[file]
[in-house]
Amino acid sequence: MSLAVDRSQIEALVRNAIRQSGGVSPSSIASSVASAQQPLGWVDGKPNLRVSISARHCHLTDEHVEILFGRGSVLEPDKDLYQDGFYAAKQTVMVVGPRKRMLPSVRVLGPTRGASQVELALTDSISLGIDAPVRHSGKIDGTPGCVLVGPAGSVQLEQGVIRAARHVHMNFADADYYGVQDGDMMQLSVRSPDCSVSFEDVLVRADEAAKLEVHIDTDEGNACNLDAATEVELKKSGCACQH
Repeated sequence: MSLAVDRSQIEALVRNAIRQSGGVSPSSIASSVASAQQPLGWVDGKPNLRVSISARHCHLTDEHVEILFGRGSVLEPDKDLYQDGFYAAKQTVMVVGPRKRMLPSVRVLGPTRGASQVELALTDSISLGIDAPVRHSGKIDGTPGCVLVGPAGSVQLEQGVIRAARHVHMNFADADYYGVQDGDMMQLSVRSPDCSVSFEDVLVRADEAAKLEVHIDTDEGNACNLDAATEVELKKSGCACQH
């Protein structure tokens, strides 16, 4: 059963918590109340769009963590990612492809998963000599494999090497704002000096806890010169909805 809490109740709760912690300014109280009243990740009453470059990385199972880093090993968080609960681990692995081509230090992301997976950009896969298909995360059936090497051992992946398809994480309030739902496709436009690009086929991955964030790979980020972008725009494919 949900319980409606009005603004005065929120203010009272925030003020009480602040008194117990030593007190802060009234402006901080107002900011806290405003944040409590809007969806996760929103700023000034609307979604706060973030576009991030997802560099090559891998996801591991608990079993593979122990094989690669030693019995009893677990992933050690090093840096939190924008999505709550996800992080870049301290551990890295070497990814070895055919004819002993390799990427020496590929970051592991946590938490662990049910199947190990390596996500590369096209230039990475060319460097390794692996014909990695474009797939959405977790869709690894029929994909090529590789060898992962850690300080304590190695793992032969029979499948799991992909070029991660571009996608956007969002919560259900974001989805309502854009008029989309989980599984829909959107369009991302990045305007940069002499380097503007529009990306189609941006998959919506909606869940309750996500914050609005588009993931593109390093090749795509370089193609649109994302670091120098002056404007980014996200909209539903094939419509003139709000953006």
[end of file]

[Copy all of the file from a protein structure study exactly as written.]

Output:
[in-house]
Amino acid sequence: MSLAVDRSQIEALVRNAIRQSGGVSPSSIASSVASAQQPLGWVDGKPNLRVSISARHCHLTDEHVEILFGRGSVLEPDKDLYQDGFYAAKQTVMVVGPRKRMLPSVRVLGPTRGASQVELALTDSISLGIDAPVRHSGKIDGTPGCVLVGPAGSVQLEQGVIRAARHVHMNFADADYYGVQDGDMMQLSVRSPDCSVSFEDVLVRADEAAKLEVHIDTDEGNACNLDAATEVELKKSGCACQH
Repeated sequence: MSLAVDRSQIEALVRNAIRQSGGVSPSSIASSVASAQQPLGWVDGKPNLRVSISARHCHLTDEHVEILFGRGSVLEPDKDLYQDGFYAAKQTVMVVGPRKRMLPSVRVLGPTRGASQVELALTDSISLGIDAPVRHSGKIDGTPGCVLVGPAGSVQLEQGVIRAARHVHMNFADADYYGVQDGDMMQLSVRSPDCSVSFEDVLVRADEAAKLEVHIDTDEGNACNLDAATEVELKKSGCACQH
């Protein structure tokens, strides 16, 4: 059963918590109340769009963590990612492809998963000599494999090497704002000096806890010169909805 809490109740709760912690300014109280009243990740009453470059990385199972880093090993968080609960681990692995081509230090992301997976950009896969298909995360059936090497051992992946398809994480309030739902496709436009690009086929991955964030790979980020972008725009494919 949900319980409606009005603004005065929120203010009272925030003020009480602040008194117990030593007190802060009234402006901080107002900011806290405003944040409590809007969806996760929103700023000034609307979604706060973030576009991030997802560099090559891998996801591991608990079993593979122990094989690669030693019995009893677990992933050690090093840096939190924008999505709550996800992080870049301290551990890295070497990814070895055919004819002993390799990427020496590929970051592991946590938490662990049910199947190990390596996500590369096209230039990475060319460097390794692996014909990695474009797939959405977790869709690894029929994909090529590789060898992962850690300080304590190695793992032969029979499948799991992909070029991660571009996608956007969002919560259900974001989805309502854009008029989309989980599984829909959107369009991302990045305007940069002499380097503007529009990306189609941006998959919506909606869940309750996500914050609005588009993931593109390093090749795509370089193609649109994302670091120098002056404007980014996200909209539903094939419509003139709000953006």